SURGEON PRESENTS EVIDENCE OF HONG KONG POLICE VIOLATIONS AGAINST MEDICAL WORKERS TO BRITISH PARLIAMENT AND CALLS FOR INTERNATIONAL INQUIRY
It was highly disturbing to hear the testimony of a Hong Kong surgeon given last night at a Hearing which I chaired at the House of Lords.
A British surgeon who has been working in Hong Kong for 25 years yesterday described the arrest and abuse of doctors, nurses and first aiders at recent protests in Hong Kong, as well as other abuses of Hong Kong’s health system, as a violation of international humanitarian norms. The Hearing was organised by Hong Kong Watch, of which I am a Patron.
This photograph shows at least 16 medical professionals sitting in rows on the ground with their hands bound behind their backs with zip-cords.
Among the attendees at last night’s Hearing were the former Lord Chancellor Lord Mackay of Clashfern, the former leader of the Liberal Party Lord Steel of Aikwood, the former leader of the Green Party Baroness Bennett, Baroness D’Souza, former Lord Speaker, the former defence minister Lord Hamilton of Epsom and the chair of the Conservative Party Human Rights Commission Fiona Bruce MP, who is also a Hong Kong Watch Patron.
Dr Darren Mann, who first brought the evidence to international attention in an article in the world’s leading medical journal The Lancet on 21 November 2019, described witnessing the arrest of medical personnel who had been providing vital medical care to those injured during a violent confrontation at Hong Kong’s Polytechnic University on the night of 17 November 2019.
A photograph showed at least 16 medical professionals sitting in rows on the ground with their hands bound behind their backs with zip-cords. They were clearly identified as doctors, nurses and emergency medical technicians by their high-visibility vests, and yet were arrested for rioting. They were detained for 24 hours, released on bail and are now required to report to the police every week. They may also face threat of disciplinary action by their hospitals for being present at the protests, even though they were voluntarily offering their assistance to any injured person on the principle of humanitarian neutrality. The pretext for these arrests – that protesters may be masquerading as medical workers – is entirely unconvincing and demonstrates dangerously misplaced priorities, said Dr Mann.
Dr Mann also reported worrying indications of wider encroachment on the healthcare sector and infrastructure. There is evidence that ambulances have been used to transport police and instances where police have entered hospitals to arrest protesters, maintaining a presence in full riot gear with weapons. There are credible accounts that police sought to accompany doctors in hospitals during consultations, and even attempted to enter operating theatres.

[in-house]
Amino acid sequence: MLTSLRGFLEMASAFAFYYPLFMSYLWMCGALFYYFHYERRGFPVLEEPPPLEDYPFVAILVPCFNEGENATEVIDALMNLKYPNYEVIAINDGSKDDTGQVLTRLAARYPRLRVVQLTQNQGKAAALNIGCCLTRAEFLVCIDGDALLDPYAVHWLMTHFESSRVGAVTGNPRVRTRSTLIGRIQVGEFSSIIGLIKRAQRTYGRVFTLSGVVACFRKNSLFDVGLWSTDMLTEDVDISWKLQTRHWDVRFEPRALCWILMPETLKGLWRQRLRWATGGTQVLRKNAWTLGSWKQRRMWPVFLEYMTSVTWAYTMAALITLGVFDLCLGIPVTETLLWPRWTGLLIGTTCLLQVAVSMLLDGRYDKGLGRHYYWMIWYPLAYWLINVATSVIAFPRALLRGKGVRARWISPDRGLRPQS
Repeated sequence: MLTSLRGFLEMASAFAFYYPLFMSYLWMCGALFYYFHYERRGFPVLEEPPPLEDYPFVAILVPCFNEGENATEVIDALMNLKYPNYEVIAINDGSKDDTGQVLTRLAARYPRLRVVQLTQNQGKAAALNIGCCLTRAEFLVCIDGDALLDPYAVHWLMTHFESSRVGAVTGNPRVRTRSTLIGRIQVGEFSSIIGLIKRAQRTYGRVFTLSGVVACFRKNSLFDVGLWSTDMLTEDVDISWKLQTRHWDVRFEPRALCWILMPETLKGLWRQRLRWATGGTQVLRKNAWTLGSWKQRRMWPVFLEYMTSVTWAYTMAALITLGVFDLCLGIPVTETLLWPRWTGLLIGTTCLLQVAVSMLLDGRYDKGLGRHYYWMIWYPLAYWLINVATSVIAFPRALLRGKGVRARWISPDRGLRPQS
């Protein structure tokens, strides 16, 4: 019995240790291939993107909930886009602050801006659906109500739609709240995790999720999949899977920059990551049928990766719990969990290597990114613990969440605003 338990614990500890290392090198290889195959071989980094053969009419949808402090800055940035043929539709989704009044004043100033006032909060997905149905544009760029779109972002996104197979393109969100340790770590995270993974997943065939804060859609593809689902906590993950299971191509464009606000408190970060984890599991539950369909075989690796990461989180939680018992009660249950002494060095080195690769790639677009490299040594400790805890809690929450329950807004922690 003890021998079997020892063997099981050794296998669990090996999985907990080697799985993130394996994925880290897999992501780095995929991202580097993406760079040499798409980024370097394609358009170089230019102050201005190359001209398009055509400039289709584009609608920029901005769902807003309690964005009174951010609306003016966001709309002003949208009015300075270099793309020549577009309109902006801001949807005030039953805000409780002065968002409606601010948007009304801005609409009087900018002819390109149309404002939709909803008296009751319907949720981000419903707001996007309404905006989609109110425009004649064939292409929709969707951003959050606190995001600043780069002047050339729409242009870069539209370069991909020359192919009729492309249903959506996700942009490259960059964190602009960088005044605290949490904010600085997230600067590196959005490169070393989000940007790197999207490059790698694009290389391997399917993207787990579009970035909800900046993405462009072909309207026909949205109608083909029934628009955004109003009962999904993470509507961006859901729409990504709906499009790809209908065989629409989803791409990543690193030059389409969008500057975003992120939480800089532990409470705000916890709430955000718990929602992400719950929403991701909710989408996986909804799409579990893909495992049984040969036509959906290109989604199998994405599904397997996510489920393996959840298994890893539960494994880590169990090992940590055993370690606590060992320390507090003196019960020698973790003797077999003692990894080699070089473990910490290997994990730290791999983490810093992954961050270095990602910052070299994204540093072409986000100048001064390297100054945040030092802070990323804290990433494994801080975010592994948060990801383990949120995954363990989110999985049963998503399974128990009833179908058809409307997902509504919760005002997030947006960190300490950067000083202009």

Large numbers of the Hong Kong public are afraid to use the emergency services or go to public hospitals for fear that they could be arrested, and this can be considered as ‘weaponising’ the healthcare system against the protest movement, Dr Mann told the meeting in Parliament. He also described how an underground medical system has emerged in which the injured prefer to be treated with their confidentiality and dignity respected.
“These violations amount to grave breaches of international humanitarian norms and human rights law” said Dr Mann. “In any violent conflict the protection of humanitarian workers is absolutely essential. Arresting or obstructing medical workers, and thereby preventing them from treating the injured, is a serious human rights abuse and sends a chilling message to deter other volunteer medics from assisting in providing medical care in protests. These actions should be condemned.”
“The continuing failure of the Hong Kong police and government to acknowledge any deficiency in, and offer future reassurances for, the treatment of humanitarian aid providers during these protests is damaging to China’s reputation abroad and to its standing within the international medical community. Sadly the Hong Kong government appears to be unaware that its policies are deviating from customary norms, and there is an urgent need for international governments and humanitarian organisations to scrutinise the operational conduct of the Hong Kong police with respect not only to medical aid workers but also the wider healthcare sector”